Since 1948, the UK’s National Health Service (NHS) has been providing comprehensive health services to all UK citizens, financed by general taxation and free at the point of care (“DOH”, 2010a). The UK’s Department of Health (DOH) has highlighted many sweeping changes that need to be incorporated in its vision for the future of the NHS (“DOH”, 2010a). One important aspect recommended as part of “Putting patients and the public first” was to remove the control of local health services from the hands of the Primary Care Trusts (PCT) and devolve this power to patients and professionals (“DOH”, 2010a). A PCT usually caters to the following major services: General Practitioners (GPs), community nurses, local community hospitals (not acute hospitals), mental health services, patient transport (including ambulances), screening and health promotion programs, dentists, pharmacists and opticians. PCTs are also responsible for the integration of health and social care, ensuring that local health organizations work together with local authorities. Currently, the 152 PCTs in the UK do not get an equal share of the budget allocation but are allocated according to a weighted formula (“DOH”, 2010a). The way an individual PCT then allocates this budget to health services is down to government directives and local healthcare needs, as seen by the individual organizations.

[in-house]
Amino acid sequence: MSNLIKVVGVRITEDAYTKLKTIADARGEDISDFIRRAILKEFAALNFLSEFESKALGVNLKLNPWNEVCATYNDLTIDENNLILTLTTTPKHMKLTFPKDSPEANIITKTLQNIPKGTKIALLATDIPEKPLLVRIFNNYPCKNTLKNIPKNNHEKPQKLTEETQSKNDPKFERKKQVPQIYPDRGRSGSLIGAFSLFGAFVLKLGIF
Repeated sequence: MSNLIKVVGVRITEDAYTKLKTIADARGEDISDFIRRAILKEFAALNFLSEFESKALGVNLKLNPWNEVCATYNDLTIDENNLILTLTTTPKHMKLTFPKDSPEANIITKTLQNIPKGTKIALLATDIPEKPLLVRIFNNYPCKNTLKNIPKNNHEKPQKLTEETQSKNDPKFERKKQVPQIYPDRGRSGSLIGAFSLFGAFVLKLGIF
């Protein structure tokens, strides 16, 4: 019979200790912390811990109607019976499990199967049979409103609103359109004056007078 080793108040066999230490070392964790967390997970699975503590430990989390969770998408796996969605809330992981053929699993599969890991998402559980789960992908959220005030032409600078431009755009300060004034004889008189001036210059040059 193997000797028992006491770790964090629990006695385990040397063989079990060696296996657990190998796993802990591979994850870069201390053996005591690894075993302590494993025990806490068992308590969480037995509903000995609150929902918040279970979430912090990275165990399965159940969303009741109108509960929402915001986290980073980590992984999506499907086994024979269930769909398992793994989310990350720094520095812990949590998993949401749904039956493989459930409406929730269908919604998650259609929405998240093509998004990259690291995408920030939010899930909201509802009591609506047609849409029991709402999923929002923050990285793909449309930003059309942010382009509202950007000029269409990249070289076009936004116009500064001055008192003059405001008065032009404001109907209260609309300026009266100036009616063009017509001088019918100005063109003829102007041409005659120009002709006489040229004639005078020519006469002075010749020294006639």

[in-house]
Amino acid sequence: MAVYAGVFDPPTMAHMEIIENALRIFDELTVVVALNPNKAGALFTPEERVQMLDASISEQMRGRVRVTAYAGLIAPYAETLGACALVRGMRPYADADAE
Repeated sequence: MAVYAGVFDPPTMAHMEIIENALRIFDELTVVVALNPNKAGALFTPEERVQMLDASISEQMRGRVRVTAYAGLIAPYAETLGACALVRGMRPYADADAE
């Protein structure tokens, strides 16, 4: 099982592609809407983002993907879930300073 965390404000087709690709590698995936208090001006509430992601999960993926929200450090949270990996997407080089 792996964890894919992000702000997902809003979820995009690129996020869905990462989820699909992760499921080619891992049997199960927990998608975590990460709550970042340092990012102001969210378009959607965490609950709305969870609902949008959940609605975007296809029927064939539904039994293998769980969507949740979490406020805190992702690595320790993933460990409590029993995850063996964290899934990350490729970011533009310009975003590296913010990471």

GP Commissioning is the process of providing the authority and responsibility of delivering the required local healthcare needs. The new vision of the NHS tries to revamp the existing structure, and to completely overhaul the commissioning of local healthcare services. This was recommended since commissioning healthcare services are considered too weak by the DOH and there is currently very little or no engagement of GPs in the commissioning process, and only a small percentage of GPs think it has actually made any improvements to patient care (“DOH”, 2010a). This devolvement will not only enable the NHS to shift decision making as close as possible to individual patients, but also the power and responsibility for the commissioning of services will be transferred to local GPs through a network of consortia of GP practices and GP Commissioning Consortia (GPCC) (“DOH”, 2010a). The whole process can be seen as a business process reengineering technique to reduce operational cost and simultaneously increase customer service.